SBIFF Slice: Half a Century in, We’re Still ‘Better Together’
Last weekend, Santa Barbara marked the 50th anniversary of the famous oil spill that befouled local beaches and, through inspiring Earth Day and the creation the EPA, basically birthed the environmental movement. Earlier in the month, Montecito marked the one-year anniversary of the devastating debris flows that killed 23 people and caused millions in damages.
What those two events had in common beyond the physical destruction of beloved locales is the theme of Better Together, a documentary feature playing at SBIFF this weekend. The 48-minute film is mostly not about the events, but about the response.
So while there’s footage of oil-drenched pelicans in 1969 and houses impaled by trees in 2018, the theme is more about people coming together to take matters into their own hands – whether it’s washing tar off wildlife and digging properties out from under the mud or forming organizations and urging legislation and other reforms.
Better Together – the title comes from the song Jack Johnson sang at the bucket Brigade benefit concert at the Bowl last March, which is featured in the film – began life 10 years ago for the 40th anniversary of the oil spill, underwent some changes in narrative thrust and then took its final shape after the Thomas Fire and debris flows.
“We wanted to link the stories,” said writer-director Isaac Hernandez, whose wife and filmmaking partner Nancy Black produced. “The message that we come together as a community whatever comes our way is what unites it all.”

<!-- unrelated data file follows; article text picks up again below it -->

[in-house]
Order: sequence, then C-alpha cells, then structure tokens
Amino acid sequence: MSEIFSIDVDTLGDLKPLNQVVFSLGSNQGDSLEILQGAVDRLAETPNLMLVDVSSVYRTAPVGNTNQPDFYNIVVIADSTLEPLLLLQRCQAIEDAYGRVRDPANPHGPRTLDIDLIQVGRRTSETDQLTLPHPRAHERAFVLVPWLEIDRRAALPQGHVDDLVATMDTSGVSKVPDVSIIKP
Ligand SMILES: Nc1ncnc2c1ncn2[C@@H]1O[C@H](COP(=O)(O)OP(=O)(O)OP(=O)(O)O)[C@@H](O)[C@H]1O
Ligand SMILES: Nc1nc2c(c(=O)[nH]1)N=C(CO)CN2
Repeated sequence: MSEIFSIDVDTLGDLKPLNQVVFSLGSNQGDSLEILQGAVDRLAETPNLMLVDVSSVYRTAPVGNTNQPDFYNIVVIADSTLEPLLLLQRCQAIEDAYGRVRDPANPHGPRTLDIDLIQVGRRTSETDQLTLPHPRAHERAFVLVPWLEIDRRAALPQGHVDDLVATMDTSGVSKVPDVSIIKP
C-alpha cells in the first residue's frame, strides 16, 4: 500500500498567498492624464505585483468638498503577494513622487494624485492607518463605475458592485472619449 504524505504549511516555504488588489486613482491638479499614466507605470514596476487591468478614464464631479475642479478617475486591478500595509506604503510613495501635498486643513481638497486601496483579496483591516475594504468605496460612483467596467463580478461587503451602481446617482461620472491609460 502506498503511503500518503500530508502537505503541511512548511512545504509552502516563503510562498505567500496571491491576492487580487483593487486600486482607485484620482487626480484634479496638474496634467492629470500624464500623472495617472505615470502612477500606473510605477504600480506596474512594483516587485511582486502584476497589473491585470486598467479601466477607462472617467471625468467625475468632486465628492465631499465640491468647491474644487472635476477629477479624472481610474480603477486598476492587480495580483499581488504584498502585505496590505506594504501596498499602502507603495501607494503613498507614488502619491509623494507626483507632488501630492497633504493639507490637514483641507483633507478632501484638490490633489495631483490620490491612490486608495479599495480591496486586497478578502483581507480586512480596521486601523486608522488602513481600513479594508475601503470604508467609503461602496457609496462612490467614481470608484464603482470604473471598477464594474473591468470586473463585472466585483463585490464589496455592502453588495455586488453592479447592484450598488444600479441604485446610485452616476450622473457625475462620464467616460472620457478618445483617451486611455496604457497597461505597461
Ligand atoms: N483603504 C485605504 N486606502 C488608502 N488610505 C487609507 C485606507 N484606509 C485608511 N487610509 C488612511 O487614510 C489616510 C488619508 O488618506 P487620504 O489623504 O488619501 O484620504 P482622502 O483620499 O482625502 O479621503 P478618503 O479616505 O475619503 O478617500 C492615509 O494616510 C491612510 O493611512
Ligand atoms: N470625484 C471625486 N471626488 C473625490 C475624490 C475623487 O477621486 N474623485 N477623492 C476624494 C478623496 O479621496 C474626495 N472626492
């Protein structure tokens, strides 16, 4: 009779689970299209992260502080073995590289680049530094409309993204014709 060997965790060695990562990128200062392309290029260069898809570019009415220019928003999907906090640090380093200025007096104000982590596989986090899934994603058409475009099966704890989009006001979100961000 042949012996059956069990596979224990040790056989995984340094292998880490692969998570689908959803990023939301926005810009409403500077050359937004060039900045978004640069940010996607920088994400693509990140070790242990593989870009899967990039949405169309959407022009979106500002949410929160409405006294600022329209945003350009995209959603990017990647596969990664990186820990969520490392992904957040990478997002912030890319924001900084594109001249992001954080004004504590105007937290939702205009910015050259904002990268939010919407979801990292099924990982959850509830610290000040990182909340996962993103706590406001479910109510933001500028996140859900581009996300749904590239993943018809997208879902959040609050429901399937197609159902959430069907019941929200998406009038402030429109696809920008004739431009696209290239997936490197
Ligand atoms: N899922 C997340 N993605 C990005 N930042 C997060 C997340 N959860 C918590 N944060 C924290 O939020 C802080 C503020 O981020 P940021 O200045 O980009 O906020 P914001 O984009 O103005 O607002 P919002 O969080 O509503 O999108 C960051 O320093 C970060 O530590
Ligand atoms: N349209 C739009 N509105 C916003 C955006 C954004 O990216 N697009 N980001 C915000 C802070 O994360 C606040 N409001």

The film stands out for its numerous interviews with local environmental leaders and other representatives of nonprofits, more than 30 in all, including artist and GOO co-founder Bud Bottoms, the Montecito artist who died last year, plus narration by Montecito actor Christopher Lloyd. Often times the conversations come one after another with no segues. “I see the film as a dialog in that they’re speaking with each other even if they’re not in the same room,” Hernandez explained. “The story dictated what we used, and the images, using the ones that did the best job of illustrating the narrative.”
As a result, the connection between the oil spill and the debris flow is more of a suggestion, and a nod to the greater, international issue of climate change. “The metaphor is about saving our home – our larger home, which is our planet,” Hernandez said. “But I want people to draw their own conclusions. Better to leave them with questions than give too many answers.”
Still, Better Together is meant to serve as a call to action, perhaps a subtle one, Black said. “What that is varies for everyone,” she said. “Maybe it’s just about connecting with people, reaching out to those you love. It’s a simple takeaway. But that’s the bottom line.”
(Better Together screens at 8:20 pm, Thursday, January 31, and 8:20 am Saturday, February 2, at the Metro Theatre.)